While other Architect albums have been somewhat minimalist affairs, Consume Adapt Create is crammed full of sounds… individual and myriad in number, placement and aesthetic. You might have wondered what happens when Daniel Myer is placed in a creative vacuum and allowed free reign to run as far as his imagination will take him. This is the concrete evidence of where it goes.
‘The Shadow of Eve’ is the only hint I am going to give for this record. It’s breakneck pace should confound and contuse any PA it is played through. Myer weaves in melodic lines throughout it, a hi-hat roll here… a syncopated break sped up to maniacal pace there. Power restored indeed. The connection to previous work could best be ascribed to his track ‘Sir Alfred’. Suspense drum ‘n’ bass is alive and well. There’s been a remix contest for this tune initiated by the band, it’s no accident this track was the one chosen. You have not heard him push it this far before.
One gets a healthy inoculation of atmosphere on this record, sure, there are alien peel offs into sci-fi land but more often than not it’s the overall composition which unleashes this tone. Consume Adapt Create is all about this somewhat elusive aural currency. Van Delta’s album ‘Studio Reality’ is the only thing which comes remotely close to the end result of this and even it didn’t contain as many changes in tempo or emotion. Myer somehow manages to squeeze a lot of feeling out of his machines, a feat few others have pulled off convincingly. It is as though a part of him has been subsumed and re-patterned in an electronic exorcism of sorts; it’s a lot to ask of the listener, I know, but the pay off is that by the time you do finish listening… the world is pleasantly askew.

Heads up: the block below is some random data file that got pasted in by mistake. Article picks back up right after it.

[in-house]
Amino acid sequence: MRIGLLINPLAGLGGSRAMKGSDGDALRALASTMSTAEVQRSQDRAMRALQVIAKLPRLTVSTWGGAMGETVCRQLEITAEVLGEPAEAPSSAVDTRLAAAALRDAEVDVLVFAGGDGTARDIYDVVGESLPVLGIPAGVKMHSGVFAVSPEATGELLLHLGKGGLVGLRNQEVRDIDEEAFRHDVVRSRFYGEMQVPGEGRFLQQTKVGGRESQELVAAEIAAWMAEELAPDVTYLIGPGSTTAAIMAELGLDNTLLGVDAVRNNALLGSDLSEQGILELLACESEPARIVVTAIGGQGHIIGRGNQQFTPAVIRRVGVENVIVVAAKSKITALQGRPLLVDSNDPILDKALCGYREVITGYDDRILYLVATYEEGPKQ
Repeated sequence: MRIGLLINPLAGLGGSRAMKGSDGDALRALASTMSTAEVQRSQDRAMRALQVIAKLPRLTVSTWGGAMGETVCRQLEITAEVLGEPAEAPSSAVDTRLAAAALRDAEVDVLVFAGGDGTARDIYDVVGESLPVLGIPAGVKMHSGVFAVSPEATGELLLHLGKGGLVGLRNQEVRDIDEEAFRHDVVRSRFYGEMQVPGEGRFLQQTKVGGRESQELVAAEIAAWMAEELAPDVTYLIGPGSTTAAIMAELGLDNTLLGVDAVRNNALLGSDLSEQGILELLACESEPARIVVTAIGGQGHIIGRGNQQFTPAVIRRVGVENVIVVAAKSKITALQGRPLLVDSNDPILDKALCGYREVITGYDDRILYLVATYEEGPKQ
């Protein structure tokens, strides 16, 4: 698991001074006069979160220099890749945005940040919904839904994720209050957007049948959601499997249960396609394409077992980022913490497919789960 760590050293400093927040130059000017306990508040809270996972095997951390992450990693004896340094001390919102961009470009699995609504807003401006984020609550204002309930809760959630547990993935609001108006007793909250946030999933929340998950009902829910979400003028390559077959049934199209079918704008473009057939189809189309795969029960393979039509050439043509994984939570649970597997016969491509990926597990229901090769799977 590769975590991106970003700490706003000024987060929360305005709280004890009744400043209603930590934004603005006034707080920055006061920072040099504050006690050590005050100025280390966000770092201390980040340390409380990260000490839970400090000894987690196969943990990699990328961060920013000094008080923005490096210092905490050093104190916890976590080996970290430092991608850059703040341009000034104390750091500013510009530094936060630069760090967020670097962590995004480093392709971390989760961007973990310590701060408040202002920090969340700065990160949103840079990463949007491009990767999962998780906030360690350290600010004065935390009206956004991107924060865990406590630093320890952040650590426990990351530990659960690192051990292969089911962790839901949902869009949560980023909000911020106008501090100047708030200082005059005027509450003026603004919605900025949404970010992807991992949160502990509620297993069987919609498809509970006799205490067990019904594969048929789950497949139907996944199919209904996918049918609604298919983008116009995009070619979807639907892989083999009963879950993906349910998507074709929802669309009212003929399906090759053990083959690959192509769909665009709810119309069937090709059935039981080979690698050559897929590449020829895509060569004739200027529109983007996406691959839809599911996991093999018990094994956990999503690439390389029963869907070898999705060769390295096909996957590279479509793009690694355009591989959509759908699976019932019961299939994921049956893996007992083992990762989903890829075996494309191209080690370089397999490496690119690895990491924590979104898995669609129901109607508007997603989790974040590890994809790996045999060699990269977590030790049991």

He’s spent his time very wisely creating some masterful electronic scenes if this is the right word; each song is a soundtrack to places we have never been and worlds we never suspected existed. Christmas may have come late but at least it showed.
If you were to take Galactic Supermarket and heap on the maturity accumulated in the last twelve years by this musician you’d have a small measure of the majestic heights Myer has encapsulated here. Unlike that record, though, there’s a lot more flesh on the bones. He knows his sound design almost too well. All the time spent in the trenches of Haujobb’s love/hate existence with it’s fanbase was not undertaken lightly, neither was this record.
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Review prepared by Peter Marks, exclusively for Headphone Commute.